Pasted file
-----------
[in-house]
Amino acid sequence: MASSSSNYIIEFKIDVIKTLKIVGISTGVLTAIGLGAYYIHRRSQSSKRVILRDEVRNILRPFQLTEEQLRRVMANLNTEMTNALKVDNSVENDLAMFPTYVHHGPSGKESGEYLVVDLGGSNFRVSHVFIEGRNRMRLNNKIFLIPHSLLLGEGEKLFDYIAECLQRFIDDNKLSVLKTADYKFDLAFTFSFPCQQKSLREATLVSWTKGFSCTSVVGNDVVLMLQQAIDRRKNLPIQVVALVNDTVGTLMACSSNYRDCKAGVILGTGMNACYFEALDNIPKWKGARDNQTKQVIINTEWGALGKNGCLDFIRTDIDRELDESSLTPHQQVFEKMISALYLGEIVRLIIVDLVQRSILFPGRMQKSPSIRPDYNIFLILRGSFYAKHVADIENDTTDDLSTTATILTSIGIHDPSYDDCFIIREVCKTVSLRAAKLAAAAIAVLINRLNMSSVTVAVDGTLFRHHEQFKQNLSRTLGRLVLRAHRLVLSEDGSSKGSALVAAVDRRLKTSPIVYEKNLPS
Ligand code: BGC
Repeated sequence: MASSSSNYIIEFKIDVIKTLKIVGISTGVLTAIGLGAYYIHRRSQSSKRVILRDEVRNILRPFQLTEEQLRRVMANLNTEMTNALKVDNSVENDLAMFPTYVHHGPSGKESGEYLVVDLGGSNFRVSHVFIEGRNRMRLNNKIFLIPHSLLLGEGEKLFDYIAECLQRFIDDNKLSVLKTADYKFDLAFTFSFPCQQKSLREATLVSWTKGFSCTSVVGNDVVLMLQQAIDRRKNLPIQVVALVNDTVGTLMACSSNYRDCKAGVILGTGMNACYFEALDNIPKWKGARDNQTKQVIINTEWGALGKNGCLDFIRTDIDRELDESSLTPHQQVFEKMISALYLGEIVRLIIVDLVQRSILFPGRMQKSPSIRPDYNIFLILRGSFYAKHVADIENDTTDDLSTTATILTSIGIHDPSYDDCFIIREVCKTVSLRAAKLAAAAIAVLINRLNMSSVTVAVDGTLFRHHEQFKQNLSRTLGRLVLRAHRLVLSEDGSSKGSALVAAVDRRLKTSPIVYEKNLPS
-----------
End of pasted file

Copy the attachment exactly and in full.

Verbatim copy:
[in-house]
Amino acid sequence: MASSSSNYIIEFKIDVIKTLKIVGISTGVLTAIGLGAYYIHRRSQSSKRVILRDEVRNILRPFQLTEEQLRRVMANLNTEMTNALKVDNSVENDLAMFPTYVHHGPSGKESGEYLVVDLGGSNFRVSHVFIEGRNRMRLNNKIFLIPHSLLLGEGEKLFDYIAECLQRFIDDNKLSVLKTADYKFDLAFTFSFPCQQKSLREATLVSWTKGFSCTSVVGNDVVLMLQQAIDRRKNLPIQVVALVNDTVGTLMACSSNYRDCKAGVILGTGMNACYFEALDNIPKWKGARDNQTKQVIINTEWGALGKNGCLDFIRTDIDRELDESSLTPHQQVFEKMISALYLGEIVRLIIVDLVQRSILFPGRMQKSPSIRPDYNIFLILRGSFYAKHVADIENDTTDDLSTTATILTSIGIHDPSYDDCFIIREVCKTVSLRAAKLAAAAIAVLINRLNMSSVTVAVDGTLFRHHEQFKQNLSRTLGRLVLRAHRLVLSEDGSSKGSALVAAVDRRLKTSPIVYEKNLPS
Ligand code: BGC
Repeated sequence: MASSSSNYIIEFKIDVIKTLKIVGISTGVLTAIGLGAYYIHRRSQSSKRVILRDEVRNILRPFQLTEEQLRRVMANLNTEMTNALKVDNSVENDLAMFPTYVHHGPSGKESGEYLVVDLGGSNFRVSHVFIEGRNRMRLNNKIFLIPHSLLLGEGEKLFDYIAECLQRFIDDNKLSVLKTADYKFDLAFTFSFPCQQKSLREATLVSWTKGFSCTSVVGNDVVLMLQQAIDRRKNLPIQVVALVNDTVGTLMACSSNYRDCKAGVILGTGMNACYFEALDNIPKWKGARDNQTKQVIINTEWGALGKNGCLDFIRTDIDRELDESSLTPHQQVFEKMISALYLGEIVRLIIVDLVQRSILFPGRMQKSPSIRPDYNIFLILRGSFYAKHVADIENDTTDDLSTTATILTSIGIHDPSYDDCFIIREVCKTVSLRAAKLAAAAIAVLINRLNMSSVTVAVDGTLFRHHEQFKQNLSRTLGRLVLRAHRLVLSEDGSSKGSALVAAVDRRLKTSPIVYEKNLPS